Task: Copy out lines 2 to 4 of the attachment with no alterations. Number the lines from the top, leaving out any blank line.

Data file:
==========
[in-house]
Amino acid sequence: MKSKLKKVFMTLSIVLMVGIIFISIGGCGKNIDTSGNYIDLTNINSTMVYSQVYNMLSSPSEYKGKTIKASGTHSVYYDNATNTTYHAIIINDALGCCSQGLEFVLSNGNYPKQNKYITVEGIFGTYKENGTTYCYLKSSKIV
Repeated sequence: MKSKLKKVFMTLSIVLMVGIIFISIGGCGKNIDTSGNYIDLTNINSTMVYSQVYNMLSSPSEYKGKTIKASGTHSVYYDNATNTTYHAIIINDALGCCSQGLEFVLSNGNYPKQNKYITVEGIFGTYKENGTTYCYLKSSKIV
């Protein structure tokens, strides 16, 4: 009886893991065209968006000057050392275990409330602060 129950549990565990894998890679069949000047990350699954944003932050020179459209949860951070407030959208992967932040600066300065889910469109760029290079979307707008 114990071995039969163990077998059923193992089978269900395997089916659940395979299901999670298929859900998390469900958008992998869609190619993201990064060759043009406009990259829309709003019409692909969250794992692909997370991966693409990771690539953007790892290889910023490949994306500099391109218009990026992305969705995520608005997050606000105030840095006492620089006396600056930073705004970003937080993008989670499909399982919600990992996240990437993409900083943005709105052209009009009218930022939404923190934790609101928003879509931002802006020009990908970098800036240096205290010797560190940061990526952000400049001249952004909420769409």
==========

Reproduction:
Amino acid sequence: MKSKLKKVFMTLSIVLMVGIIFISIGGCGKNIDTSGNYIDLTNINSTMVYSQVYNMLSSPSEYKGKTIKASGTHSVYYDNATNTTYHAIIINDALGCCSQGLEFVLSNGNYPKQNKYITVEGIFGTYKENGTTYCYLKSSKIV
Repeated sequence: MKSKLKKVFMTLSIVLMVGIIFISIGGCGKNIDTSGNYIDLTNINSTMVYSQVYNMLSSPSEYKGKTIKASGTHSVYYDNATNTTYHAIIINDALGCCSQGLEFVLSNGNYPKQNKYITVEGIFGTYKENGTTYCYLKSSKIV
């Protein structure tokens, strides 16, 4: 009886893991065209968006000057050392275990409330602060 129950549990565990894998890679069949000047990350699954944003932050020179459209949860951070407030959208992967932040600066300065889910469109760029290079979307707008 114990071995039969163990077998059923193992089978269900395997089916659940395979299901999670298929859900998390469900958008992998869609190619993201990064060759043009406009990259829309709003019409692909969250794992692909997370991966693409990771690539953007790892290889910023490949994306500099391109218009990026992305969705995520608005997050606000105030840095006492620089006396600056930073705004970003937080993008989670499909399982919600990992996240990437993409900083943005709105052209009009009218930022939404923190934790609101928003879509931002802006020009990908970098800036240096205290010797560190940061990526952000400049001249952004909420769409």